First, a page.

Survey Reveals How People Feel About Baked Treats Amid Inflation

When inflation creeps into the crevices of daily life, things inevitably get trimmed down or out. High-dollar purchases get postponed or reevaluated, and splurges are reimagined into affordable alternatives. In fact, according to Bloomberg, consumers have even decreased their spending on items like detergent and diapers. With food being a necessity, grocery sales keep rolling along, albeit with more consideration for cost. However, one gastronomy component stands alone amongst inflationary trends: baked goods, according to the American Bakers Association (ABA).

In a July 2022 study conducted by the ABA, more than 15,000 people weighed in on significant issues such as food inflation, health, and food production. The in-depth survey, titled "Life Through the Lens of the Bakery," takes a look at lifestyle convictions and how they affect food choices, particularly regarding baked goods. From dietary value to food-industry sustainability commitments, it all comes out in this look at foodie passions and where the lines get drawn.

Does the bakery, whether residing in home kitchens, specialty baked-good shops, or grocery stores, have a voice in how the world responds to inflation? Apparently, it does.

Sweet indulgences

Let's go ahead and set the bar here: Baked treats are not essential to life sustenance. Unless they're the only thing keeping you from starving, bakery items like desserts and muffins are superfluous to a healthy diet. So why do 84% of ABA survey respondents embrace the idea of consuming them despite inflationary prices for groceries, restaurant meals, and gasoline?

The answer lies in the phrase "affordable indulgence," explains Food Business News. In discussing the ABA report at the International Baking Industry Exposition in Las Vegas, Anne-Marie Roerink from 210 Analytics notes that many people "have an emotional connection to baked goods." While 64% of survey respondents still include occasional baked treats in overall living budgets, that number rises to 80%, placing a high value on baked items for holidays and special occasions. Even in times of budget restraints, consumers still feel it's "perfectly fine" to treat themselves to cookies, donuts, cupcakes, and pie slices.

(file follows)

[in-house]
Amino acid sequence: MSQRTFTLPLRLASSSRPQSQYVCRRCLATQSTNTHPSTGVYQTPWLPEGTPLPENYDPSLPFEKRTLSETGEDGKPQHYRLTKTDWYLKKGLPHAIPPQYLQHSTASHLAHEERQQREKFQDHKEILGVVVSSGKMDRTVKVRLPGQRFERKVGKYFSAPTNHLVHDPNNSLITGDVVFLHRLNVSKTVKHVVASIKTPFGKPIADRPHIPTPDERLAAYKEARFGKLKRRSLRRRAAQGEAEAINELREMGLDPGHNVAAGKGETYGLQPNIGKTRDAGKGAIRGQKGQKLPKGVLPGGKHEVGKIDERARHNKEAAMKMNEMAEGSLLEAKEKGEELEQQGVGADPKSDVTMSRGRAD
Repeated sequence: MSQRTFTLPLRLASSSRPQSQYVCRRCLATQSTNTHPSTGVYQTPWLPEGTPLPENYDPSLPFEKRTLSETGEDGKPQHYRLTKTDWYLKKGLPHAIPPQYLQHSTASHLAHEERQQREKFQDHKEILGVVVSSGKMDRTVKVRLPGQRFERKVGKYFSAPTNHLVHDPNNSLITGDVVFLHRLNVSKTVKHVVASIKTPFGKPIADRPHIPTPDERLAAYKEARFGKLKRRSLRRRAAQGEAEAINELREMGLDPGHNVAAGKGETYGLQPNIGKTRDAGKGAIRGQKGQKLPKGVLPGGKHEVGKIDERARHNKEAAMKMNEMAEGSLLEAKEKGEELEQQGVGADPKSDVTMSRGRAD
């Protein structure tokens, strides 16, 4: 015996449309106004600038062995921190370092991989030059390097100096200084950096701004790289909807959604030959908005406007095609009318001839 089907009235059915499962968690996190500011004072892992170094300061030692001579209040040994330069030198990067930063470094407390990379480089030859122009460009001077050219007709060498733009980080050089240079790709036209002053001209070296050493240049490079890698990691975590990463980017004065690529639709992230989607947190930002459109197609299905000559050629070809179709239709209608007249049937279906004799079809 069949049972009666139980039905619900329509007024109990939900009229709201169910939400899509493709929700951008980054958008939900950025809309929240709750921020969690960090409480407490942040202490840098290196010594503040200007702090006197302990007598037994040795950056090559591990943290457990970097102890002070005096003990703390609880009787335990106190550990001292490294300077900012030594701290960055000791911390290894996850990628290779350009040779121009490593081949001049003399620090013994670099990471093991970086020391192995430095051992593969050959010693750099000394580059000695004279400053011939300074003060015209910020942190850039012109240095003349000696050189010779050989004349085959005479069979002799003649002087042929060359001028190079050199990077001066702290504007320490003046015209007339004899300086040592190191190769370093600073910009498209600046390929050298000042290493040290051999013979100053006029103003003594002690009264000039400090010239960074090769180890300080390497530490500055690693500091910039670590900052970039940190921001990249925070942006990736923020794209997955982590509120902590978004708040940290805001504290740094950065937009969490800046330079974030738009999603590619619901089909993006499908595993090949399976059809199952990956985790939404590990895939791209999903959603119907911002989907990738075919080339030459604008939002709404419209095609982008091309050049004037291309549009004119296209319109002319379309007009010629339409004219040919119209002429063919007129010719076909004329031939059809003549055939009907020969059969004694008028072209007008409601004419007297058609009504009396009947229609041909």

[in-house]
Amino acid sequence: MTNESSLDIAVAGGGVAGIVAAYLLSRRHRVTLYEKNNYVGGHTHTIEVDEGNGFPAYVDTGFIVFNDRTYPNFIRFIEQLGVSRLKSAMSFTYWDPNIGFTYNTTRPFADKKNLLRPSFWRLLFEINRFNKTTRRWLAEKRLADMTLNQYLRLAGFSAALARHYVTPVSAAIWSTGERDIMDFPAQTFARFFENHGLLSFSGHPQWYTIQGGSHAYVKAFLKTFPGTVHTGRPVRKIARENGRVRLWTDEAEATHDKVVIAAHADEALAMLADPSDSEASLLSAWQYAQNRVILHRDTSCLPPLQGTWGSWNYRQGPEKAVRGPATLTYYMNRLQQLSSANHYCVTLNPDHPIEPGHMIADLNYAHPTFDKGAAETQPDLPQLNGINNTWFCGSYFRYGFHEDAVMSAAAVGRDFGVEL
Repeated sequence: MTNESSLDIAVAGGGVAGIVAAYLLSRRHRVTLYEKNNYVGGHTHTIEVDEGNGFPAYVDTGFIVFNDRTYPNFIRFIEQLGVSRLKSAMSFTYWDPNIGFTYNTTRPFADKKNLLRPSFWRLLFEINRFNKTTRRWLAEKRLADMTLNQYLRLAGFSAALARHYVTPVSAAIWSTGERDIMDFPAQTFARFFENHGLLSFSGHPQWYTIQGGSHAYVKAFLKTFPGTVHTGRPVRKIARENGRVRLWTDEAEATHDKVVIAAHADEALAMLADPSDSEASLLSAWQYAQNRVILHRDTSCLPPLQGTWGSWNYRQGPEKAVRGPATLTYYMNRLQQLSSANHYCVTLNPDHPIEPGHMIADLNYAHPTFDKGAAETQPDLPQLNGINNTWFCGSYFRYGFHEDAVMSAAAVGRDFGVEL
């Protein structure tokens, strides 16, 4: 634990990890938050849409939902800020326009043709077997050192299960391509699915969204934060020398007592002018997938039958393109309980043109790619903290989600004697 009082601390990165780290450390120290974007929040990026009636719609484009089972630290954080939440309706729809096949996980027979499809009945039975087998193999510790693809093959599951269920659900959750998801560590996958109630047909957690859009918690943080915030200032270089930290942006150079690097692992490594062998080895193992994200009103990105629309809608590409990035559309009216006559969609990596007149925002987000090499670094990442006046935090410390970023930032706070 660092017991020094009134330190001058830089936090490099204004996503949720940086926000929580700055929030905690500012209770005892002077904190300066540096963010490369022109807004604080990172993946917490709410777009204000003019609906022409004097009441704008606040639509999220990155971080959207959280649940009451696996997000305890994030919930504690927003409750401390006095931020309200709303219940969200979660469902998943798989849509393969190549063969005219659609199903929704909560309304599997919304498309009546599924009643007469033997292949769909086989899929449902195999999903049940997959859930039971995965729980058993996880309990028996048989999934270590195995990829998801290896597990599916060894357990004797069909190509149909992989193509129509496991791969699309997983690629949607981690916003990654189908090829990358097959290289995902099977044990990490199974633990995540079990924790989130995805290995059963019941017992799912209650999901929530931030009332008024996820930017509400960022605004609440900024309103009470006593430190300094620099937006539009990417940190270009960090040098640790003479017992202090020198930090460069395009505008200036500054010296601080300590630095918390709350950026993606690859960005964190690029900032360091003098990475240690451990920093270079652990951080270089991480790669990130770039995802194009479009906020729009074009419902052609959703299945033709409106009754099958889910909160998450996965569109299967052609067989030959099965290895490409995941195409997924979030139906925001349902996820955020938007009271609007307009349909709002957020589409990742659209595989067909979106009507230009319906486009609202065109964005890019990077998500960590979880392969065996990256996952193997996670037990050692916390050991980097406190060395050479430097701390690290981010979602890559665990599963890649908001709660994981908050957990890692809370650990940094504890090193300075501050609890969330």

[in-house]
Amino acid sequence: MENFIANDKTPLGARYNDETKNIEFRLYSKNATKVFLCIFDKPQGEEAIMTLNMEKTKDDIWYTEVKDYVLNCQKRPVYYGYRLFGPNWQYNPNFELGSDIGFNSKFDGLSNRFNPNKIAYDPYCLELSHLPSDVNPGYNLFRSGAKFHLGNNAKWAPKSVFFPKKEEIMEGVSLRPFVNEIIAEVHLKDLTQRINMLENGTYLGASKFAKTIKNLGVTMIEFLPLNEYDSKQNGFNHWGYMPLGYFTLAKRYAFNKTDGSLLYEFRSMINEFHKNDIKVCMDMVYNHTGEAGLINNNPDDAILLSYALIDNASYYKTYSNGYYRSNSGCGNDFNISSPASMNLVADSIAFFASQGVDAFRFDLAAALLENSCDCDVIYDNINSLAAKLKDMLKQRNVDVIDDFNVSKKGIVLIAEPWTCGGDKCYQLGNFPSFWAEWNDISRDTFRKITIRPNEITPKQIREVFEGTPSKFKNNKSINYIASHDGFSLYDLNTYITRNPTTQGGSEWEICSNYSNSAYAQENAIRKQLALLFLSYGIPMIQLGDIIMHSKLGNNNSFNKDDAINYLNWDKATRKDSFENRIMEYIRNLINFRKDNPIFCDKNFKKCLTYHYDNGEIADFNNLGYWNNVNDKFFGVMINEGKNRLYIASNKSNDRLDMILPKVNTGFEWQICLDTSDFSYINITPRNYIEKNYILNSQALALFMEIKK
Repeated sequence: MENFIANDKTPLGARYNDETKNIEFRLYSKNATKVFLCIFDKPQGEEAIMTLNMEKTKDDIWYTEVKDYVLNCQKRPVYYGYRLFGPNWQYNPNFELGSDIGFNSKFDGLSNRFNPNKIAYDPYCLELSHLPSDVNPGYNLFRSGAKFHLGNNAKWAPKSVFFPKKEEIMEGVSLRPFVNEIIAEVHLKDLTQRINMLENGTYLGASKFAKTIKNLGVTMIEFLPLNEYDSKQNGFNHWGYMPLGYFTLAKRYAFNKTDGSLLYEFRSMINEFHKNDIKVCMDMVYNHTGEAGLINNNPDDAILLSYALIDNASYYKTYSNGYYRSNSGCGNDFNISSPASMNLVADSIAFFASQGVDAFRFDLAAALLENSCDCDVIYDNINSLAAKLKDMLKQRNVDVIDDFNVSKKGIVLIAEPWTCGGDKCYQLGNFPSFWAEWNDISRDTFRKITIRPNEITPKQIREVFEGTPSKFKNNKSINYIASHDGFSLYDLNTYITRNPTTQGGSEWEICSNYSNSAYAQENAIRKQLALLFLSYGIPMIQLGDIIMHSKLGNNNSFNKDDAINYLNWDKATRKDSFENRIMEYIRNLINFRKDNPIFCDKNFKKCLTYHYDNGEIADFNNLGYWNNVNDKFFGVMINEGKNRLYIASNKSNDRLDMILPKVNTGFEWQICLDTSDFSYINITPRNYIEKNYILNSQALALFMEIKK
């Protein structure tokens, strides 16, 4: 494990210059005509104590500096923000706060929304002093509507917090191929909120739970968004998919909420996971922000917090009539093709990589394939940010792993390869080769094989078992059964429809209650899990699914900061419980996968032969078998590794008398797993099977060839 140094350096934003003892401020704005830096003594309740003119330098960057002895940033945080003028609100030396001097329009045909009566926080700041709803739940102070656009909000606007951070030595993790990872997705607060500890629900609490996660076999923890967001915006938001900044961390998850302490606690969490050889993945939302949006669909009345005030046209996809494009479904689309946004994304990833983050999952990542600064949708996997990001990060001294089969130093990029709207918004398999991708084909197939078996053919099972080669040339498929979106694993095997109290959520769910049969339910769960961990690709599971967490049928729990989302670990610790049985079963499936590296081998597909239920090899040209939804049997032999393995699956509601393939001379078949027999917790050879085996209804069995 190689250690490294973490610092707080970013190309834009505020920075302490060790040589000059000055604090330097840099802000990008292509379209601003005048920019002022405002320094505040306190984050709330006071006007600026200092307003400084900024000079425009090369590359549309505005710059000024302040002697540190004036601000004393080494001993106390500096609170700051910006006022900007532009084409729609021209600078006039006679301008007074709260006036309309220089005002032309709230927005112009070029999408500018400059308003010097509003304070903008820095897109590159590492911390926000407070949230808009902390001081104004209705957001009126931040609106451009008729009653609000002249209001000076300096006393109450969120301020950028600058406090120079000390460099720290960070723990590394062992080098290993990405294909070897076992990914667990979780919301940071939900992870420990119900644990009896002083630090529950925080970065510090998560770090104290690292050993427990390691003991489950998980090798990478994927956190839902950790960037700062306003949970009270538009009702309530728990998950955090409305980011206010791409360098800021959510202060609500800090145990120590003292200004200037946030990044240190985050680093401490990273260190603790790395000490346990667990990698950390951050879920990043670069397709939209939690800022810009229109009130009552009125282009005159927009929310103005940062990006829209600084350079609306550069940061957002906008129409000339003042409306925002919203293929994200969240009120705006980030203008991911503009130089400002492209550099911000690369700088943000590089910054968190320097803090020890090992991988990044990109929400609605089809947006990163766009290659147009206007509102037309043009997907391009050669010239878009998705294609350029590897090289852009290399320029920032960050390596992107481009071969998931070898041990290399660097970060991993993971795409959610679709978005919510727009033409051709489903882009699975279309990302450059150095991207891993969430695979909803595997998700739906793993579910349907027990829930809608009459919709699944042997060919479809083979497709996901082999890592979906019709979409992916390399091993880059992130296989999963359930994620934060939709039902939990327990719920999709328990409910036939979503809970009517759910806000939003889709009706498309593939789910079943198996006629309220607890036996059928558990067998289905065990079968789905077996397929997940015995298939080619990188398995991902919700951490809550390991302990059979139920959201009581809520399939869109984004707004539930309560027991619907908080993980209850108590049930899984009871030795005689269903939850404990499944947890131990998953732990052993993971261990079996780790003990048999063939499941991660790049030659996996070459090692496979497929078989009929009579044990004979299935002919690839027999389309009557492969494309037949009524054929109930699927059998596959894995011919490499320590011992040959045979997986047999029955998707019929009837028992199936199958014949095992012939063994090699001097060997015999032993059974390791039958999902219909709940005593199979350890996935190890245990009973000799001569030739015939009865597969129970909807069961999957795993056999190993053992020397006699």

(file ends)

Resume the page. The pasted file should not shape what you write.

The ABA additionally notes that "meal-related" bakery items are experiencing high levels of innovation amidst a turn toward healthy lifestyles, with 50% of study participants prioritizing "freshly baked" items. Younger generations incorporate flatbreads, tortillas, wraps, and pizzas into mealtimes even during inflationary periods, with 90% purchasing them in the month prior to taking the survey. In August, Supermarket News reported that indulgent snacks had a slight edge over healthier options among consumers. Sally Lyons Wyatt from research firm IRI suggested people were replacing pricy items with cheap treats to brighten their days.